On April 10, 2007 the Treasury Department and the IRS issued final regulations under Internal Revenue Code Section 409A ("409A"). The final regulations provide definitive guidance on the taxation of nonqualified deferred compensation and amounts includible in income under 409A. The final regulations have the same structure, and implement the same concepts, as those set forth in the proposed regulations under 409A. However, there are several key changes and clarifications in the final regulations, many of which provide significant relief to taxpayers. For detailed discussions of 409A and the prior guidance issued under 409A, please see the October 2004, January 2005, November 2005, December 2005, January 2006, November 2006 and December 2006 issues of the White & Case LLP Compensation, Benefits and Employment Law Focus.
Enacted as part of the American Jobs Creation Act of 2004, 409A is applicable to amounts deferred in taxable years beginning after December 31, 2004 and amounts deferred in taxable years beginning before January 1, 2005, if the plan under which the deferral is made was materially modified after October 3, 2004. 409A provides that all amounts deferred under a nonqualified deferred compensation plan are included in income when deferred (or, if later when the amounts are no longer subject to a substantial risk of forfeiture) unless certain requirements established by 409A are satisfied. If an amount of deferred compensation is required to be included in income under 409A, that amount is subject to ordinary income tax plus an additional 20 percent income tax, and interest may be assessed on tax underpayments in certain circumstances.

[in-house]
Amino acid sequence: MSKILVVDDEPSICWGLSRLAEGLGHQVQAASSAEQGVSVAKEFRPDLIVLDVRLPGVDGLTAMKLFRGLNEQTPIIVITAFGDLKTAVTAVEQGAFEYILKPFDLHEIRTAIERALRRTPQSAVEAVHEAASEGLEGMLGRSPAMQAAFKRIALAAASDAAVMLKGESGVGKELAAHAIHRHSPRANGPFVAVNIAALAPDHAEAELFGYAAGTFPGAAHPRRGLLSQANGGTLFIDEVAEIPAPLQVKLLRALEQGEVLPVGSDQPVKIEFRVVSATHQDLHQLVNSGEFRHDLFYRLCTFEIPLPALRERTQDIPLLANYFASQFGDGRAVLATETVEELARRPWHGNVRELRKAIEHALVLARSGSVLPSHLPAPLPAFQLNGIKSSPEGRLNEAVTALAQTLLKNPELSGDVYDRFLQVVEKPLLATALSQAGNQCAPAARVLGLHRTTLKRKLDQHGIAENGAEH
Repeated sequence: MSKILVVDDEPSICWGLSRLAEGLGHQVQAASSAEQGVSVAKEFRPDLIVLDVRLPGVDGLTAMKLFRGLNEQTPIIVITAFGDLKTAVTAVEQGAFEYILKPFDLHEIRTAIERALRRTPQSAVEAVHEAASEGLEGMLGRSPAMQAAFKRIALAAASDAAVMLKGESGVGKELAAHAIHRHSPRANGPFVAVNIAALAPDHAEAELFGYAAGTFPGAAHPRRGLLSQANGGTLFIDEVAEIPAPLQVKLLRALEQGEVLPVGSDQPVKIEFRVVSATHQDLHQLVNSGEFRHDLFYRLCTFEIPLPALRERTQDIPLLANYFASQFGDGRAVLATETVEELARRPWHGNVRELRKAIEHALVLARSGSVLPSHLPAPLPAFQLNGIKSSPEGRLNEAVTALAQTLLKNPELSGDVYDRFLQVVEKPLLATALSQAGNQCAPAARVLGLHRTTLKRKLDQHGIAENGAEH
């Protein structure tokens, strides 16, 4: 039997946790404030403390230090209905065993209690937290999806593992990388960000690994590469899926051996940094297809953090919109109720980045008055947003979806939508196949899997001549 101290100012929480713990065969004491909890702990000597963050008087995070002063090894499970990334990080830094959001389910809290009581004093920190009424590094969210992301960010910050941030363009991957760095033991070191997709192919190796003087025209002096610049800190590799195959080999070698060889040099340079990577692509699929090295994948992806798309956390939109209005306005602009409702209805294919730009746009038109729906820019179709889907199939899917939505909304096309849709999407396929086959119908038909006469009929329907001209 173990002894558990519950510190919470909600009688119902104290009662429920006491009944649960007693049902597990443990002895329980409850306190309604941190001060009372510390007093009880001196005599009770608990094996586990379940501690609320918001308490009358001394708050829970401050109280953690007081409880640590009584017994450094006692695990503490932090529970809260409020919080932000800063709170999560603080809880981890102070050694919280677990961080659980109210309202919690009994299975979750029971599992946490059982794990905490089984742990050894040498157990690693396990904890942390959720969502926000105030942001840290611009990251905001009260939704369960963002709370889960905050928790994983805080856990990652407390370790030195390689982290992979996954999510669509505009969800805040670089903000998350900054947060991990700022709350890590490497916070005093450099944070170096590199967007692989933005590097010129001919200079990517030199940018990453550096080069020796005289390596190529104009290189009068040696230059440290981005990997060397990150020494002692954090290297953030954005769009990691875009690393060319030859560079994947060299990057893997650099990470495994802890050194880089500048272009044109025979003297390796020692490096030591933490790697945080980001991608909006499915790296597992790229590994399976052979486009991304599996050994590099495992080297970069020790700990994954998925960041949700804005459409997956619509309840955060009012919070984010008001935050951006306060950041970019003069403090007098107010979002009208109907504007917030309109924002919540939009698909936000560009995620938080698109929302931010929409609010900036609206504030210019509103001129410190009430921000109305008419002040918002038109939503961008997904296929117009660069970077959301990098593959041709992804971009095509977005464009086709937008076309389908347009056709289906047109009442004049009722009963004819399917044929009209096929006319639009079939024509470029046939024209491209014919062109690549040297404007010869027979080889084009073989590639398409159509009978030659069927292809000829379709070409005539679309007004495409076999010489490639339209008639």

The final regulations will not become effective until January 1, 2008. A nonqualified deferred compensation plan subject to 409A will not be treated as violating 409A on or before December 31, 2007 if the plan is operated in reasonable good faith compliance with 409A and the plan is amended on or before December 31, 2007 to conform to the provisions of 409A and the final regulations.
Employers maintaining nonqualified deferred compensation plans that are subject to 409A should operate the plans in reasonable good faith compliance with 409A at all times and prepare to bring the plans into full administrative compliance with 409A by December 31, 2007. Specifically, employers should now review each of their nonqualified deferred compensation plans (even plans with 409A amendments based on the proposed regulations) and prepare and adopt amendments to bring the plans into full compliance with 409A before 2008.